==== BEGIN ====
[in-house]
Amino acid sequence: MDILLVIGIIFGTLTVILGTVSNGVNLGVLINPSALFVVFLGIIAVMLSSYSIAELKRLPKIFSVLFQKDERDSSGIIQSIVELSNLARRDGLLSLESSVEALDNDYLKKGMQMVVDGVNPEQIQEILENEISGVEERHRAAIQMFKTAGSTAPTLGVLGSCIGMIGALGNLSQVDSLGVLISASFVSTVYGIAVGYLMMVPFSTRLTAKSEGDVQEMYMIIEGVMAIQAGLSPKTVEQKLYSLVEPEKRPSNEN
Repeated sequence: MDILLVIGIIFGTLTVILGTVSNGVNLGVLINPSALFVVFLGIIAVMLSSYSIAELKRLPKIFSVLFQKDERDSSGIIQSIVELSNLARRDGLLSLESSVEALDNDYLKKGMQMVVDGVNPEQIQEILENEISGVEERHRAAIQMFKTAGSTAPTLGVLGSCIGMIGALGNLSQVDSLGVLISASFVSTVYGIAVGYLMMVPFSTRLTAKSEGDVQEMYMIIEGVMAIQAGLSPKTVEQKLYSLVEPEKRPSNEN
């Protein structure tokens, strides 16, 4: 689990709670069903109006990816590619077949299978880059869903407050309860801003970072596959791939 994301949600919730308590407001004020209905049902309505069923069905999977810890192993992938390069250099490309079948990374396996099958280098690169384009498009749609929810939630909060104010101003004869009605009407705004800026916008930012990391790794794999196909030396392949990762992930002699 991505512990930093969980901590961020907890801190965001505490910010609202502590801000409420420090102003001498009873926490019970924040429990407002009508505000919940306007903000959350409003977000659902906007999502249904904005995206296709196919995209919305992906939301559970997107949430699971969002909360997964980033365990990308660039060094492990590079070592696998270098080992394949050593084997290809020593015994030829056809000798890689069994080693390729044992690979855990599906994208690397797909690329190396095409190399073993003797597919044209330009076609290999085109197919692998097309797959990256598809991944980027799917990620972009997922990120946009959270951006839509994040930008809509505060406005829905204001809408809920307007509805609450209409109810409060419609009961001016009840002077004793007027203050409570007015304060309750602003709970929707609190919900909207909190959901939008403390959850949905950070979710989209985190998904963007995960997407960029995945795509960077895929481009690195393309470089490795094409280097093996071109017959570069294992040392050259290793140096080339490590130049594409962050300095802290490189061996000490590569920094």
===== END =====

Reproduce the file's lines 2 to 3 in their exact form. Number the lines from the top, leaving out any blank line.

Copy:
Amino acid sequence: MDILLVIGIIFGTLTVILGTVSNGVNLGVLINPSALFVVFLGIIAVMLSSYSIAELKRLPKIFSVLFQKDERDSSGIIQSIVELSNLARRDGLLSLESSVEALDNDYLKKGMQMVVDGVNPEQIQEILENEISGVEERHRAAIQMFKTAGSTAPTLGVLGSCIGMIGALGNLSQVDSLGVLISASFVSTVYGIAVGYLMMVPFSTRLTAKSEGDVQEMYMIIEGVMAIQAGLSPKTVEQKLYSLVEPEKRPSNEN
Repeated sequence: MDILLVIGIIFGTLTVILGTVSNGVNLGVLINPSALFVVFLGIIAVMLSSYSIAELKRLPKIFSVLFQKDERDSSGIIQSIVELSNLARRDGLLSLESSVEALDNDYLKKGMQMVVDGVNPEQIQEILENEISGVEERHRAAIQMFKTAGSTAPTLGVLGSCIGMIGALGNLSQVDSLGVLISASFVSTVYGIAVGYLMMVPFSTRLTAKSEGDVQEMYMIIEGVMAIQAGLSPKTVEQKLYSLVEPEKRPSNEN